NEWS: Wendy’s Goes All ‘What Not To Wear’ (Or Insert Any Other Makeover Show Here) On Their Fries

This week, Wendy’s announced a nationwide rollout of its new natural-cut fries with sea salt. After 41 years of their classic fries, which taste great dipped in a Frosty, Wendy’s decided it was time to give them a makeover.

Hmm…an attempt at a makeover after 41 years? Sounds like a particular French fry is having a mid-life crisis.

The fries are made using Russet potatoes that are sliced “natural-style” with the skins left on for additional texture and taste. Then they are cooked in a proprietary oil that contains no allergens and has 0 grams of trans fat. Sea salt is sprinkled to enhance the flavor. The fries are designed to be hotter, crispier and tastier than the original version.

Wendy’s Natural-Cut Fries with Sea Salt will be priced the same as their current French fries and offered in the same sizes. The nationwide rollout begins November 11th.

Image via Wendy’s

NEWS: Find Out If Self-Proclaimed Bacon Lovers Really Do Love It With Jones Bacon Soda

Bacon Soda was inevitable, and it was also inevitable that the Jones Soda Company would be the one to do it. After years of producing soda flavors that no sane soda company would ever formulate, like dirt, turkey & gravy, corn on the cob, sweat, broccoli casserole and astroturf, it should be no surprise that Jones Soda was the one to release a bacon soda.

The limited edition soda was created with help from the folks who brought the world Bacon Salt and Baconnaise.

A pack of two Jones Bacon Soda with a tube of bacon lip balm, a package of bacon popcorn and a package of bacon gravy mix can be purchased from the Jones Soda website for $9.99 plus shipping.

NOTE: Yes, we did buy some.

NEWS: Purple for the People Slurpee Is Just An Annoyingly Long Way To Say Grape

Update: This is a post for the 2010 Purple for the People, which was grape flavored.

I’ve never thought of a Slurpee as a peace pipe, nor have I thought of it as a way to unite people, but the folks at Slurpee hope their Purple for the People flavor (a.k.a Grape) brings people together during their Slurpee Unity Tour 2010.

What’s the Slurpee Unity Tour 2010? I don’t know. It sounds slightly political, but it also sounds completely like a sly marketing campaign to sell Slurpees.

The number of beverages that have the power to bring people together is extremely small. The only two I know of are a bottle of Coca-Cola and a keg of beer. If only the Purple for the People Slurpee had a catchy song that encouraged people to come together like Coca-Cola had in the 1970s.

According to the website, Purple for the People is only available on stops during the official Slurpee Unity Tour 2010. Eight ounces of it contains 67 calories, 0 grams of fat, 18 grams of carbohydrates, 18 grams of sugar, 14 milligrams of sodium and 29 milligrams of potassium.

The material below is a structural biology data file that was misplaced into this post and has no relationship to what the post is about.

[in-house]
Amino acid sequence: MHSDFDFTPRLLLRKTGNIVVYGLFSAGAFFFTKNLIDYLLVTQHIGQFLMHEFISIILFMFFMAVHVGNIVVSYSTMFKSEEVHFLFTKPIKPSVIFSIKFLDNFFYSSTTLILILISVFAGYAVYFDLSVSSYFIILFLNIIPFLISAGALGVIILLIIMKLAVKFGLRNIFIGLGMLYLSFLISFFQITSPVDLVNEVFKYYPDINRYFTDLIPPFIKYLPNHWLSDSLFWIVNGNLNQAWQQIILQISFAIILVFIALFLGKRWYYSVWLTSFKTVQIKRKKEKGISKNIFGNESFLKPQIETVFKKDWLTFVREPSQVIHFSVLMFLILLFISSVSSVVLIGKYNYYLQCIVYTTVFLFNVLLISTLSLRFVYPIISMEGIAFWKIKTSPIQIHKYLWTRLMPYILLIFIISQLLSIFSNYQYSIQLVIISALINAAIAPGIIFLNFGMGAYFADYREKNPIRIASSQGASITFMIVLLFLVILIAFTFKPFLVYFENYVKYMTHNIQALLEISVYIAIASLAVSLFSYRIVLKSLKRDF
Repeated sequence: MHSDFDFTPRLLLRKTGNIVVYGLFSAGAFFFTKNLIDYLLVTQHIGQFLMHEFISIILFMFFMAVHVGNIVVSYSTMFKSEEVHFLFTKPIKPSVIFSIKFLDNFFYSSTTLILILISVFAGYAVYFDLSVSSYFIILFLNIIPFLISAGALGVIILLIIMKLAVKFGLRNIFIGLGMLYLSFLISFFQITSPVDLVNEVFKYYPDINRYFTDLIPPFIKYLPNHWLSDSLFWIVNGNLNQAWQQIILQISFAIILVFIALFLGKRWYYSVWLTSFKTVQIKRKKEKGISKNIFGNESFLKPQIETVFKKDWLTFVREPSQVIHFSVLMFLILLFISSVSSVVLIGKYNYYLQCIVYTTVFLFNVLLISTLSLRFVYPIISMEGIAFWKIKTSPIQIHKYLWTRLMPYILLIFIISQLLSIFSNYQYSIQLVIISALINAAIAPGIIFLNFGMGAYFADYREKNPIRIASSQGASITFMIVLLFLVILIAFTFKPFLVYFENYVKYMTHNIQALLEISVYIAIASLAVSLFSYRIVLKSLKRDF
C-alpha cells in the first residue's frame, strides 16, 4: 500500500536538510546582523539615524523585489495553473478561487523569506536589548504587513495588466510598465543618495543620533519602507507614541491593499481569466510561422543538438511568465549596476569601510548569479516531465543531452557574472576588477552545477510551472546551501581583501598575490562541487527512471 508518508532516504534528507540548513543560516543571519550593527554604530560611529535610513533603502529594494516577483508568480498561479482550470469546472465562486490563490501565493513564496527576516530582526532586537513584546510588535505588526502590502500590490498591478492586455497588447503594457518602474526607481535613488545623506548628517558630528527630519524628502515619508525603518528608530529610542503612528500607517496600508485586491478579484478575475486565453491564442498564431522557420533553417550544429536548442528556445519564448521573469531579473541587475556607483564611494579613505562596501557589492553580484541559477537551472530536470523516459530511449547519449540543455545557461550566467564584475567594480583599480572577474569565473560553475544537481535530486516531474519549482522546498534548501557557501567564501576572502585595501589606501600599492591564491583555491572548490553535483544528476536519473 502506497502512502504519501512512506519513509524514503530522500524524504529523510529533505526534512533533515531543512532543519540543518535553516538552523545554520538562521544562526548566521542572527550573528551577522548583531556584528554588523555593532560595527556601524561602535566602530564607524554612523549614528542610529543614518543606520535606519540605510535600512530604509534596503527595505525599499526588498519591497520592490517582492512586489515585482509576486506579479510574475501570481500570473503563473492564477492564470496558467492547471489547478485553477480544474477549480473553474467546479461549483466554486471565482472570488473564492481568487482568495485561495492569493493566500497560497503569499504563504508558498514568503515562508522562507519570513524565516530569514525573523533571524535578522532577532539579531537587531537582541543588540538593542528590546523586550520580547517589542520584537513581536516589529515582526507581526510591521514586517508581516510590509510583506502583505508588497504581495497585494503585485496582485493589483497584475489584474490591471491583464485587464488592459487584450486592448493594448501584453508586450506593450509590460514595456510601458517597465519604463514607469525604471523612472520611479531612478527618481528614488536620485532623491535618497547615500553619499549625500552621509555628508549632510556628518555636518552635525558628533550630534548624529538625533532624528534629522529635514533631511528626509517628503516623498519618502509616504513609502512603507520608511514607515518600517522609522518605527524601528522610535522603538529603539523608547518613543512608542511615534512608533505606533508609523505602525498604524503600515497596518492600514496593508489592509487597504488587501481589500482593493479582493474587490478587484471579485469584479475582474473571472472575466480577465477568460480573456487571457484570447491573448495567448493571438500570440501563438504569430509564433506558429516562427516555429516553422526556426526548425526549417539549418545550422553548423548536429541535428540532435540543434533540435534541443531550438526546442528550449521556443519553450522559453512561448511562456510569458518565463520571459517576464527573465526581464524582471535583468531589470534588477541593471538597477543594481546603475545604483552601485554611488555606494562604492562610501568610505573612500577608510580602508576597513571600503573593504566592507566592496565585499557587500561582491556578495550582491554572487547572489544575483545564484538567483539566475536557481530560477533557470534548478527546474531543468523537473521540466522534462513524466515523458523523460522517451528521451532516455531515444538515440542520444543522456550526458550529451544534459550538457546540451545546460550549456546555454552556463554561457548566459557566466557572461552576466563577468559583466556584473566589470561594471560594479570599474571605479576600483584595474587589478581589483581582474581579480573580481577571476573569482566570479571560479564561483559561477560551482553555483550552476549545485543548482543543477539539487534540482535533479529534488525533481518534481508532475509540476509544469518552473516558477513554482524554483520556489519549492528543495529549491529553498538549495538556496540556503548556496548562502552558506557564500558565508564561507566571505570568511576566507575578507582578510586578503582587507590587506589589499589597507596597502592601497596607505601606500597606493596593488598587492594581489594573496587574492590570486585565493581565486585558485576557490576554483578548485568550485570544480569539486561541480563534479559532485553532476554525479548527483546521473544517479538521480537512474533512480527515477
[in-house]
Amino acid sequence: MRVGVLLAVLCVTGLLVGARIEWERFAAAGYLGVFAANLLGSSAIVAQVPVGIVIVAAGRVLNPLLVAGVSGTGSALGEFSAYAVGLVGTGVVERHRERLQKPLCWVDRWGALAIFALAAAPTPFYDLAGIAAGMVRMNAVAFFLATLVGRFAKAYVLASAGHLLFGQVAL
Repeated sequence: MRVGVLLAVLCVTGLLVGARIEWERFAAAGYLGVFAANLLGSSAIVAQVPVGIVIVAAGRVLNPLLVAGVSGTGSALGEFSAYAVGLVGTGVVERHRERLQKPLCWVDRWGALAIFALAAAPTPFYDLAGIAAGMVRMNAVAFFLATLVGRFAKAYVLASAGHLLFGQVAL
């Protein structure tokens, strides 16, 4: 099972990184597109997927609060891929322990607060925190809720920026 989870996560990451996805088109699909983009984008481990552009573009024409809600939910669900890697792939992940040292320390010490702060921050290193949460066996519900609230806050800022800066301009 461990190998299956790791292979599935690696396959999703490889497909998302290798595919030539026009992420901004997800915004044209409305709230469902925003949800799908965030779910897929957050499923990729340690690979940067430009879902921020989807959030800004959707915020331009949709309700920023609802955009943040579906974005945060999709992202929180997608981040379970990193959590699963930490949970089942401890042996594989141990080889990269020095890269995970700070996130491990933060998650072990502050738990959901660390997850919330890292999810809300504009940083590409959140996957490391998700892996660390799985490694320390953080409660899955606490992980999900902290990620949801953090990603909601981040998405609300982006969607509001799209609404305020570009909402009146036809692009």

REVIEW: Ice Breakers Peppermint Frost Mints

Ice Breakers Peppermint Frost

Since I live on a tropical rock in the middle of the Pacific Ocean, I don’t get the opportunity to face the extreme nipple-hardening weather many of you are experiencing or will be experiencing.

I’ve discovered one of the few ways my nipples can experience what your nipples are (or will be) going through is to wet my pointer fingers with my tongue after sucking on a popsicle and then using those fingers to rub my nipples in a circular motion until they’re stiff enough to poke an eye or make it look like there are two volcanoes sticking out of the hairy forest on my chest.

Because it’s extremely rare for me to experience temperatures well below 68 degrees for days, weeks or months at a time, I can’t imagine what it’s like to be standing in the checkout line in a warm grocery or convenience store and be reminded of the harsh, fripple-inducing weather outside by the chewing gum and mint flavors on the shelves next to the checkout counter.

These flavors include: Wintermint, Cool Rush, WinterFresh, Polar Ice, Cool Mint, Winterfrost, Midnight Cool, Dragonfruit Freeze, Arctic Chill, Wintergreen, Lemon Ice, Crystal Frost and Shiver Mint. Brrrr. My nipples are a little stiff from just saying those names.

Another product that might depress someone before heading out into frigid weather is the new Ice Breakers Peppermint Frost Mints. Yup, it’s got the words “ice” and “frost” in its name, a word for each nipple.

Ice Breakers Peppermint Frost 2

While Altoids describes their mints as, “Curiously Strong,” Ice Breakers alliterates their Frost Mints as “Perfectly Powerful.” Each circular Frost Mint is roughly the size of my nipples and has the same “flavor crystals” found in Ice Breakers gum. However, those crystals are part of a chalky coating and once that coating melts away, all that’s left is a smooth meek mint.